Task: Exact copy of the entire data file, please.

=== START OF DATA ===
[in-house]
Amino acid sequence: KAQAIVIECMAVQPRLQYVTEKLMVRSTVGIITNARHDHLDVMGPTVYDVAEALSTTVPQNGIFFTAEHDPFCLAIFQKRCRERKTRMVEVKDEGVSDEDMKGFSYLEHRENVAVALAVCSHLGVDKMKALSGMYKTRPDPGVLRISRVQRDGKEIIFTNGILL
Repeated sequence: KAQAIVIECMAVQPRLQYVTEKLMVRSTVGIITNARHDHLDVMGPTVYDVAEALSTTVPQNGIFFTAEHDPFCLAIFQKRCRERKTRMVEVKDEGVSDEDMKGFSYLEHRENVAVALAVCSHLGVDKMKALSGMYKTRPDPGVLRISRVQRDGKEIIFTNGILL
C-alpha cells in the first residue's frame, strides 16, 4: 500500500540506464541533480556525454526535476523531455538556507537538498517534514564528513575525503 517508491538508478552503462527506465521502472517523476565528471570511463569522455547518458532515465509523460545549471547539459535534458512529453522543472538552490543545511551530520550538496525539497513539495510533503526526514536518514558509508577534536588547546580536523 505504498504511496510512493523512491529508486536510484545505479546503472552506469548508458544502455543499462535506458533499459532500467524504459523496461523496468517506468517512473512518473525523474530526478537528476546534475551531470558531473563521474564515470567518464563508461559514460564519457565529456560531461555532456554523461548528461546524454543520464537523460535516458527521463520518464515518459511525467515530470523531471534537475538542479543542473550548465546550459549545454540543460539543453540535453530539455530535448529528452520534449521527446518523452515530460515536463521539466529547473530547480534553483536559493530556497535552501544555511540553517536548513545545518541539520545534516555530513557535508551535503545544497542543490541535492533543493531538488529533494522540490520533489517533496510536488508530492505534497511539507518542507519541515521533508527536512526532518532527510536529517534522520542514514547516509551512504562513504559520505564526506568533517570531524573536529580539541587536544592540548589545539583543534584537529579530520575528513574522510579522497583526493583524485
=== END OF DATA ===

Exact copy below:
[in-house]
Amino acid sequence: KAQAIVIECMAVQPRLQYVTEKLMVRSTVGIITNARHDHLDVMGPTVYDVAEALSTTVPQNGIFFTAEHDPFCLAIFQKRCRERKTRMVEVKDEGVSDEDMKGFSYLEHRENVAVALAVCSHLGVDKMKALSGMYKTRPDPGVLRISRVQRDGKEIIFTNGILL
Repeated sequence: KAQAIVIECMAVQPRLQYVTEKLMVRSTVGIITNARHDHLDVMGPTVYDVAEALSTTVPQNGIFFTAEHDPFCLAIFQKRCRERKTRMVEVKDEGVSDEDMKGFSYLEHRENVAVALAVCSHLGVDKMKALSGMYKTRPDPGVLRISRVQRDGKEIIFTNGILL
C-alpha cells in the first residue's frame, strides 16, 4: 500500500540506464541533480556525454526535476523531455538556507537538498517534514564528513575525503 517508491538508478552503462527506465521502472517523476565528471570511463569522455547518458532515465509523460545549471547539459535534458512529453522543472538552490543545511551530520550538496525539497513539495510533503526526514536518514558509508577534536588547546580536523 505504498504511496510512493523512491529508486536510484545505479546503472552506469548508458544502455543499462535506458533499459532500467524504459523496461523496468517506468517512473512518473525523474530526478537528476546534475551531470558531473563521474564515470567518464563508461559514460564519457565529456560531461555532456554523461548528461546524454543520464537523460535516458527521463520518464515518459511525467515530470523531471534537475538542479543542473550548465546550459549545454540543460539543453540535453530539455530535448529528452520534449521527446518523452515530460515536463521539466529547473530547480534553483536559493530556497535552501544555511540553517536548513545545518541539520545534516555530513557535508551535503545544497542543490541535492533543493531538488529533494522540490520533489517533496510536488508530492505534497511539507518542507519541515521533508527536512526532518532527510536529517534522520542514514547516509551512504562513504559520505564526506568533517570531524573536529580539541587536544592540548589545539583543534584537529579530520575528513574522510579522497583526493583524485